Clinics in Minnesota and nationwide are impatient for revisions of key regulations in the health care overhaul.
Most major US clinics are balking at the rules proposed for Accountable Care Organizations.
Medicare officials have listened to the complaints, but the agency must balance the needs of patients as well as clinics, said Dr. Don Berwick, administrator of the Centers for Medicare & Medicaid Services.
Currently, the government and insurers largely pay hospitals and doctors for each patient visit or procedure. But supporters of the health care overhaul say that kind of payment system drives up the nation's health care costs by giving providers incentive to perform more tests and procedures than may be necessary.
The Medicare Shared Savings Program is a program to encourage medical centers to form Accountable Care Organizations that reshape the delivery of medical care and represent one of the major legs of the health care overhaul.
ACOs would give health centers a powerful financial incentive to improve care and reduce costs. Payments to hospitals would be given in lump sums for group of patients, such as for those with heart disease, for example. Should a patient's health improve and not require a great deal of expensive care, the clinic would keep the savings. Should a patient require more care, doctors and clinics are on the hook for any excess cost.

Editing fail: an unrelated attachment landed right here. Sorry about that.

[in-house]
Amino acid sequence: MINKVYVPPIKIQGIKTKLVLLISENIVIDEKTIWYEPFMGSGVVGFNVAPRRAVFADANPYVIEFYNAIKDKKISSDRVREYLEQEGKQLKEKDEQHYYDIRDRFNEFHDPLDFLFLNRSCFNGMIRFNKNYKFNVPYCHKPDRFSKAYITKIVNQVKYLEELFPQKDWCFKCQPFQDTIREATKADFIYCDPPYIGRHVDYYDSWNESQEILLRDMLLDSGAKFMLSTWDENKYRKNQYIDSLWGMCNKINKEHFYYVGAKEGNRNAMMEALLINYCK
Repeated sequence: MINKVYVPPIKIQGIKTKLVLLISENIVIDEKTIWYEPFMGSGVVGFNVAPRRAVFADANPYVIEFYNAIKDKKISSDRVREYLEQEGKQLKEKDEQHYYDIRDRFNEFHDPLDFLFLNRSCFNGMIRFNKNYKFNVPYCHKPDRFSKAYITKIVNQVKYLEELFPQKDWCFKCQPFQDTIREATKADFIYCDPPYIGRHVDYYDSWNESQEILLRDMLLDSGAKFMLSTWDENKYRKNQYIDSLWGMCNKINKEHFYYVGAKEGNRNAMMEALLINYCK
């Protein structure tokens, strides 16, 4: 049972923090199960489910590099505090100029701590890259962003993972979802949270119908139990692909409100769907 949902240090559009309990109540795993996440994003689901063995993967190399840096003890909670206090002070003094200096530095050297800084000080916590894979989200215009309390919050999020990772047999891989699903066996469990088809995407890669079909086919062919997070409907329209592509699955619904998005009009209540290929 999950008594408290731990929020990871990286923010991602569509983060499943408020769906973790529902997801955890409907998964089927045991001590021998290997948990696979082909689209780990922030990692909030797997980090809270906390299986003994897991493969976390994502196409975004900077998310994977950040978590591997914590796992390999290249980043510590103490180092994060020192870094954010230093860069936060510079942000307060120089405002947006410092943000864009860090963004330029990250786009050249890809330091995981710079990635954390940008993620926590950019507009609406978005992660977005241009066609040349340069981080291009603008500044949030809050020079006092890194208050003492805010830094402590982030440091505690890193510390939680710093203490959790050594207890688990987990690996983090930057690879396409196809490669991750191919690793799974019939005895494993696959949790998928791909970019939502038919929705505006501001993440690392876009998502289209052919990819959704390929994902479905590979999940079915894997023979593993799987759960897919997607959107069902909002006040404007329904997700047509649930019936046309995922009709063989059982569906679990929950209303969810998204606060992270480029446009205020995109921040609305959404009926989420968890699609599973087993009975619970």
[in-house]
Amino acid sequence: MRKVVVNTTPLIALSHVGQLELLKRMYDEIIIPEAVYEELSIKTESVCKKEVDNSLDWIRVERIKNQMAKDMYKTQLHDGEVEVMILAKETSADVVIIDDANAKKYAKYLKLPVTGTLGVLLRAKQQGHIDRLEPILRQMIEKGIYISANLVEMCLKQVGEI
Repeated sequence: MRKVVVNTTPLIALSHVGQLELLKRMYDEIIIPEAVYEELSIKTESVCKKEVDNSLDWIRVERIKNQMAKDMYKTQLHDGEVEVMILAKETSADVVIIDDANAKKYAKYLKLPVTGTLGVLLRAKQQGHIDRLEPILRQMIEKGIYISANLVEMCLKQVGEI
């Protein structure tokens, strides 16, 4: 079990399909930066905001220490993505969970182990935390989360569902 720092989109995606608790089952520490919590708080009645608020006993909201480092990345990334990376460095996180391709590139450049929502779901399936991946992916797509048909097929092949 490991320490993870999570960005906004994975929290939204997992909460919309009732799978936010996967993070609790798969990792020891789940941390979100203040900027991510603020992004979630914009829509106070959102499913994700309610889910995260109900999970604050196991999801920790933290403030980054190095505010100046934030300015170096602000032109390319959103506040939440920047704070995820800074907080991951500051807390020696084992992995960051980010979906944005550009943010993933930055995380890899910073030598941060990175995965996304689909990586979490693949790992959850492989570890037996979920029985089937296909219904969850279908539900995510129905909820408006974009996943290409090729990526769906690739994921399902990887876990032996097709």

Many health systems embraced the idea.
But when the federal government proposed more than 400 pages of regulations, the clinics best in a position to form ACOs objected.
The American Medical Group Association, which represents the multi-practice health systems best suited to become ACOs, found in a survey that 93 percent would not enroll as an ACO if the proposed rules remained.
Berwick received 1,200 responses to the proposed regulations. He said his office needs to weigh medical center concerns with those of Medicare patients and ensure that clinics don't cut corners to avoid financial losses.
"One of the hearts of the Medicare shared savings program idea is to share savings with the organizations that really do take a strong interest in coordinating care," Berwick said. "Beneficiaries would be concerned that we're actually going to be watching quality so that there's no skimping."
Berwick declined to disclose the contents of the final rule but said his office was crafting one that would reflect input from consumers to physicians to hospitals to urban and rural areas.
However, time is running short, said John Smylie, chief operating officer of Duluth-based Essentia Health Care. He said if the final regulations fail to streamline some of the rules it'll be tough for centers to make the January deadline to apply for the program.
"It is hard to gear up quickly with these programs," Smylie said.
Berwick said his office intends to hold fast to the Jan. 1 deadline, or stay as close to that date as possible.